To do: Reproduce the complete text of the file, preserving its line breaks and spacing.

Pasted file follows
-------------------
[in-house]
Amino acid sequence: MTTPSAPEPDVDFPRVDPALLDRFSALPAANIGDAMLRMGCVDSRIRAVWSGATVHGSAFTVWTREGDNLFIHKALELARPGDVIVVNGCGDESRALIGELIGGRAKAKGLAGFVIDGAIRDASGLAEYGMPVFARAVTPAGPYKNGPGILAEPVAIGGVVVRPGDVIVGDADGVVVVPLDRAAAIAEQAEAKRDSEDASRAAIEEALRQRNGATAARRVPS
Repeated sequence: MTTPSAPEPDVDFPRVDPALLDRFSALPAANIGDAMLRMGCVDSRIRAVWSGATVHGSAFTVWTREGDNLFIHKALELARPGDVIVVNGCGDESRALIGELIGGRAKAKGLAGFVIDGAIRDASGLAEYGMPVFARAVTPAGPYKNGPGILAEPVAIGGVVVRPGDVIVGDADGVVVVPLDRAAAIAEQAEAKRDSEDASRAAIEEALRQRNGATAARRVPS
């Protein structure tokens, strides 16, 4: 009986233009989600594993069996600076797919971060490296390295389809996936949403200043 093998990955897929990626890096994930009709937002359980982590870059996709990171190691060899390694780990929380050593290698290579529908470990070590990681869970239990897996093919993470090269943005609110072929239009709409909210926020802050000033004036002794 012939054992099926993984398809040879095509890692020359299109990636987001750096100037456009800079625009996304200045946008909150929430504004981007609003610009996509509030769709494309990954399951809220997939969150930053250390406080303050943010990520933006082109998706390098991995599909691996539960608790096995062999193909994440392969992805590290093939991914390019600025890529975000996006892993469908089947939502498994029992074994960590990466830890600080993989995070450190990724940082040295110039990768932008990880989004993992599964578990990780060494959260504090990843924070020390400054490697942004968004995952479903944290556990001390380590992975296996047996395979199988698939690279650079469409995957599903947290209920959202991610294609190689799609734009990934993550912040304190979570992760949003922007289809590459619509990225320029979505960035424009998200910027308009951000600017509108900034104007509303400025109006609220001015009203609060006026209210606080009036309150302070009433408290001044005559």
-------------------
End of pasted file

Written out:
[in-house]
Amino acid sequence: MTTPSAPEPDVDFPRVDPALLDRFSALPAANIGDAMLRMGCVDSRIRAVWSGATVHGSAFTVWTREGDNLFIHKALELARPGDVIVVNGCGDESRALIGELIGGRAKAKGLAGFVIDGAIRDASGLAEYGMPVFARAVTPAGPYKNGPGILAEPVAIGGVVVRPGDVIVGDADGVVVVPLDRAAAIAEQAEAKRDSEDASRAAIEEALRQRNGATAARRVPS
Repeated sequence: MTTPSAPEPDVDFPRVDPALLDRFSALPAANIGDAMLRMGCVDSRIRAVWSGATVHGSAFTVWTREGDNLFIHKALELARPGDVIVVNGCGDESRALIGELIGGRAKAKGLAGFVIDGAIRDASGLAEYGMPVFARAVTPAGPYKNGPGILAEPVAIGGVVVRPGDVIVGDADGVVVVPLDRAAAIAEQAEAKRDSEDASRAAIEEALRQRNGATAARRVPS
């Protein structure tokens, strides 16, 4: 009986233009989600594993069996600076797919971060490296390295389809996936949403200043 093998990955897929990626890096994930009709937002359980982590870059996709990171190691060899390694780990929380050593290698290579529908470990070590990681869970239990897996093919993470090269943005609110072929239009709409909210926020802050000033004036002794 012939054992099926993984398809040879095509890692020359299109990636987001750096100037456009800079625009996304200045946008909150929430504004981007609003610009996509509030769709494309990954399951809220997939969150930053250390406080303050943010990520933006082109998706390098991995599909691996539960608790096995062999193909994440392969992805590290093939991914390019600025890529975000996006892993469908089947939502498994029992074994960590990466830890600080993989995070450190990724940082040295110039990768932008990880989004993992599964578990990780060494959260504090990843924070020390400054490697942004968004995952479903944290556990001390380590992975296996047996395979199988698939690279650079469409995957599903947290209920959202991610294609190689799609734009990934993550912040304190979570992760949003922007289809590459619509990225320029979505960035424009998200910027308009951000600017509108900034104007509303400025109006609220001015009203609060006026209210606080009036309150302070009433408290001044005559």